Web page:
This week, new details have surfaced regarding former ProgressNow New Mexico Executive Director and Albuquerque City Councilor Pat Davis’ shooting of a Black man while working as a cop in Washington D.C. Davis originally founded ProgressNow New Mexico but left the organization in 2017 and while his name is attached to the organization and its beginnings, we want to state clearly that his past and present actions are not reflective of ProgressNow New Mexico values.
ProgressNow New Mexico is dedicated to dismantling racism in all forms, to listening to Black and Indigenous voices calling for the dismantling of systems that hold up racism including defunding the police, and the prospect that centering Black lives should drive every aspect of progressive political policy.
“ProgressNow New Mexico finds it imperative to continue calling out racism when we see it and holding perpetrators accountable for their actions,” said Alissa Barnes, Executive Director of ProgressNow New Mexico. “No matter who that person is.”
Part of our accountability work as an organization is to investigate bad behavior by bad actors. Unfortunately, Davis’ shooting of a Black man isn’t the only example of his troubling actions. A pattern has unearthed that continues into the present. After Davis moved to Albuquerque he had multiple civil rights complaints lodged against him while serving as a cop at the University of New Mexico.
Later, as he ran for elected office, Davis reflected on his experience as a cop, utilizing a “tough on crime” narrative, referencing his time as “zero-tolerance cop– the kind you wouldn’t want to pull you over”. As he ran for Bernalillo County Sheriff, his website highlighted his targeting of community members for low-level offenses, like marijuana possession.
Throughout the course of his campaign for Sheriff, Davis touted his leadership on the UNM police’s “eyes and ears” program in which he would train UNM staff, like custodians, to seek out people who look like they “don’t belong”- a thinly veiled version of racial profiling. In his run for City Council, his UNM off-campus raids led to settled federal lawsuits, calling Davis’ practices into question once again.
This pattern of racist behavior targeting Black and Brown communities should be concerning to everyone.
We want to make it clear: Davis’ case is not an issue of a “reformed cop”. In fact, Davis has continued to uphold racist institutions- most recently contracting with Adrian Carver’s June 2020 campaign for Bernalillo County Commission in which Davis supported (and at worst crafted) a racist, sexist mailer targeting Carver’s opponent, County Commissioner-elect Adriann Barboa, for the possession of medical marijuana. While the community and many elected officials denounced the mailer, Davis doubled down on his endorsement of Carver and once again upheld racist systems that hurt our families.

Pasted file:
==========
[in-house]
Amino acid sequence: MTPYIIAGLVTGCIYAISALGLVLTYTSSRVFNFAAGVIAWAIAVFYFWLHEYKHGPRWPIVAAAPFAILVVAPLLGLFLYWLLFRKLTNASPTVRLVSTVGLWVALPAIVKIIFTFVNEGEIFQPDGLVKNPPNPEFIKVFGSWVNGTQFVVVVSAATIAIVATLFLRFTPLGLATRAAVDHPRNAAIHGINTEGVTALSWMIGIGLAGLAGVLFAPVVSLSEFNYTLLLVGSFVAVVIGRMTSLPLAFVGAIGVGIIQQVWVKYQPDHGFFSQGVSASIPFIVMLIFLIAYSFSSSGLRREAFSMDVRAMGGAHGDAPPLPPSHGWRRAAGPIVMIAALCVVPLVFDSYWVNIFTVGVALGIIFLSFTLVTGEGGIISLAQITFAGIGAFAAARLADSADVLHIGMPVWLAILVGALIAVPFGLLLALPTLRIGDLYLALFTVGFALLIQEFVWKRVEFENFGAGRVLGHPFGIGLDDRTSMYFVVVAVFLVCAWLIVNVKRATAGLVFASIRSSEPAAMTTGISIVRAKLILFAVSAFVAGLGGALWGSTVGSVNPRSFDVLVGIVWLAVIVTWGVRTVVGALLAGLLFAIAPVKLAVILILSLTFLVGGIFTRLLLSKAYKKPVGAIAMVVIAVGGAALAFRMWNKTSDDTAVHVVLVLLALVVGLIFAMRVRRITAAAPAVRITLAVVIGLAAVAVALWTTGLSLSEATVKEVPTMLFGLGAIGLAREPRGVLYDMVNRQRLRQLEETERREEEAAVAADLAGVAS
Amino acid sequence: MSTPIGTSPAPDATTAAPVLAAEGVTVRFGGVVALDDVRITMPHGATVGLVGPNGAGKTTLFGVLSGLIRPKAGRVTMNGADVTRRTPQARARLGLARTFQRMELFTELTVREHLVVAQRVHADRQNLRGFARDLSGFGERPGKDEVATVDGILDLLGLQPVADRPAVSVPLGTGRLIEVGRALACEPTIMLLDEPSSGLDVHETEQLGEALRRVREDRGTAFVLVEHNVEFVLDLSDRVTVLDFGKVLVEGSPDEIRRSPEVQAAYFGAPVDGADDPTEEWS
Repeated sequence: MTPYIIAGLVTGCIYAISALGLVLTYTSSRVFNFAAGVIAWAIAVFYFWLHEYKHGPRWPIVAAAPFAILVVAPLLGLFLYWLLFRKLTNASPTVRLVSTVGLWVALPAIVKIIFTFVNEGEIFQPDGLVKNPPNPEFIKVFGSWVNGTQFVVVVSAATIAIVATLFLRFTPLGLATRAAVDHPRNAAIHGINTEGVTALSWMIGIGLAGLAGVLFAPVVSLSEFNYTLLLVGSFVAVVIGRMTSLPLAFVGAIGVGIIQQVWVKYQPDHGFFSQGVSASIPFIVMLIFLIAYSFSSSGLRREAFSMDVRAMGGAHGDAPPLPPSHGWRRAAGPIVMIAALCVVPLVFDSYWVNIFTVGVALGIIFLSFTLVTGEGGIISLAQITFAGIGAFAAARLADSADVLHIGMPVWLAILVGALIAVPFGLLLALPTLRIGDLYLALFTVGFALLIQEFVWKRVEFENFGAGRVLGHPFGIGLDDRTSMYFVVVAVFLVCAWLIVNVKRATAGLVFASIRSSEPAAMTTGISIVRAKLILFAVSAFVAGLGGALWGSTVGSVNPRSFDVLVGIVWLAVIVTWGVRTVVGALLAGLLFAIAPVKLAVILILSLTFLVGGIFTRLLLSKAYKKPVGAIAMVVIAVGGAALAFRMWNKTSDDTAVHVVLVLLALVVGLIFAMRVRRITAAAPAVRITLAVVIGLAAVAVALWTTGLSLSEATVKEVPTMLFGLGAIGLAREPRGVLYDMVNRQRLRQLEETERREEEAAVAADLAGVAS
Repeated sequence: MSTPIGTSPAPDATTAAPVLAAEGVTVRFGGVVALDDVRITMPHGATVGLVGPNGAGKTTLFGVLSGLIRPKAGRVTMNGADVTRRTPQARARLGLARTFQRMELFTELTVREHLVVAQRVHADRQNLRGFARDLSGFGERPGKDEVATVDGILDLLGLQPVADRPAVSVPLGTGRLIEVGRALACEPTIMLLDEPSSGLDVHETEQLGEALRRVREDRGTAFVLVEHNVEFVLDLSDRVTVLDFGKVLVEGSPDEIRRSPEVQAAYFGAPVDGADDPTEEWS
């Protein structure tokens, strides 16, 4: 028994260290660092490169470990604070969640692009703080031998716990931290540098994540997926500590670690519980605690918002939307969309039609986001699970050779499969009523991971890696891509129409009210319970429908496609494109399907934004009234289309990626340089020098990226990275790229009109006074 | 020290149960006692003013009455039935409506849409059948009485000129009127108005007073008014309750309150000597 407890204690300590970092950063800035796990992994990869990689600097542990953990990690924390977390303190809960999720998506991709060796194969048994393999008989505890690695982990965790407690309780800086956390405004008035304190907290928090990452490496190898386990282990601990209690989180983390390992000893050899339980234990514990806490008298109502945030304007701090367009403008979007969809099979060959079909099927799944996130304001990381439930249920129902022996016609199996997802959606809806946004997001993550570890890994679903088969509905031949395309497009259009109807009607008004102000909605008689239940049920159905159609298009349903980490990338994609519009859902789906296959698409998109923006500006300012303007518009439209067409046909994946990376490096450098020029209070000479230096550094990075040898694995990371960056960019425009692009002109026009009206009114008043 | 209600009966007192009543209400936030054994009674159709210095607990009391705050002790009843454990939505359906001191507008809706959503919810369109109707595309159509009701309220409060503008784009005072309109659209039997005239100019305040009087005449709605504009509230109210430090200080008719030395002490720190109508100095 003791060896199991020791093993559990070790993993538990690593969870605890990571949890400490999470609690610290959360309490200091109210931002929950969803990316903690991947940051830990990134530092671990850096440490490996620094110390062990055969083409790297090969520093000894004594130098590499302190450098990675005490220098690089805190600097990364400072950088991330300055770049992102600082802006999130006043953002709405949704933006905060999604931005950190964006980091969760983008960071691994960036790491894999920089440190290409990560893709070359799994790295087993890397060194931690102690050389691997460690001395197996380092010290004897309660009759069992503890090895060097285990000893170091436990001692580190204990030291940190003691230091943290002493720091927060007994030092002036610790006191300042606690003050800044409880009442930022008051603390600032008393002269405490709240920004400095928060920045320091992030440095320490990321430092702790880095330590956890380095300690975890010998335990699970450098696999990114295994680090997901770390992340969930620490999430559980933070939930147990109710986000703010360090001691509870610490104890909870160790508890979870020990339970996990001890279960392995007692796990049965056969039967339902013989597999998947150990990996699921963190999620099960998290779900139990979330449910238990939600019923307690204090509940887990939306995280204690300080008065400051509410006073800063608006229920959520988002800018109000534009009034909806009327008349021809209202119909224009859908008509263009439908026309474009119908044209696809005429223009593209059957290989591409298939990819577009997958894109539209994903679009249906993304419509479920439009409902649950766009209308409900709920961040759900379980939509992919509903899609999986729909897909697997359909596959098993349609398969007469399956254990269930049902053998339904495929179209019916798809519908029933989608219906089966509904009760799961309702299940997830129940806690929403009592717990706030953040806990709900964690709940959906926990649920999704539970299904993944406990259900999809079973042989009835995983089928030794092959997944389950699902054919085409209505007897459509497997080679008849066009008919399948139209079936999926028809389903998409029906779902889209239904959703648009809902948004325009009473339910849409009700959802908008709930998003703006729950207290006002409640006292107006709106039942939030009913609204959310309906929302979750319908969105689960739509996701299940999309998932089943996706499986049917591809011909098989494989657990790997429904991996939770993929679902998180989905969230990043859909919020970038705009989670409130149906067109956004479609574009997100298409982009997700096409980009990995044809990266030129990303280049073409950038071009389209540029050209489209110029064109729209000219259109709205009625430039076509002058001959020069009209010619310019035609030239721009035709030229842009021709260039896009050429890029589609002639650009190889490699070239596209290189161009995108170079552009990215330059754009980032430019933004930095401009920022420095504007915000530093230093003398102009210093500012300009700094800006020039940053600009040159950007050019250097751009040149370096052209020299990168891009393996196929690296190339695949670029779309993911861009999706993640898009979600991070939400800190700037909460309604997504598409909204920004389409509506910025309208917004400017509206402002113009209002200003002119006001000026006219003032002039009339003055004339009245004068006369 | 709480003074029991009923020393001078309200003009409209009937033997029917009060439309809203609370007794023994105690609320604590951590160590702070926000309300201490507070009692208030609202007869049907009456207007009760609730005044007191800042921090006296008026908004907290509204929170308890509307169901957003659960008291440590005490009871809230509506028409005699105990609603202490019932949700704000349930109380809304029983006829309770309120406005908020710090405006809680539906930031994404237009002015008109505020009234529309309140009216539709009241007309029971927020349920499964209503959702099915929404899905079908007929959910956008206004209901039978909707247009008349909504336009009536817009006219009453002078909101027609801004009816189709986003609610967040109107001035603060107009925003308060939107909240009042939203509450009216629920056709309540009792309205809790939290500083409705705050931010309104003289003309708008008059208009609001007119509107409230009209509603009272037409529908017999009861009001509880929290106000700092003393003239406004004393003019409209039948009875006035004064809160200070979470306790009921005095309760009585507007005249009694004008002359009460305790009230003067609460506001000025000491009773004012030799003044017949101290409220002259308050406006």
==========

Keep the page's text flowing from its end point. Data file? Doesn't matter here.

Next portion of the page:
“You can’t lead a task force for the legalization of marijuana and simultaneously weaponize the substance to criminalize people who use it so that you can gain personal, political power,” said Barnes.
As a self-proclaimed “progressive” Davis is not exempt from accountability. Davis’ sustained pattern of racist actions over a long period of years has led us to call for Davis to step down from his positions of authority, including the Bernalillo County Criminal Justice Coordinating Council, the Judicial Selection Committee, Governor Lujan Grisham’s Marijuana Legalization Task Force, and his seat on City Council. Surely, our community does not need someone who routinely targets and criminalizes Black and Brown people to be serving on committees that select judges, decide the future of marijuana legalization in our state, or pass policies and make financial decisions for the City of Albuquerque.
There are calls for justice across the nation- some are met with hostility, and others with grace. We hope Davis chooses the later, steps down from his positions and reflects on how his actions are contributing to a larger system of institutional racism. ProgressNow New Mexico will continue our work, the work of dismantling racist systems, holding bad actors accountable, and being a leading voice in New Mexico for real and tangible change.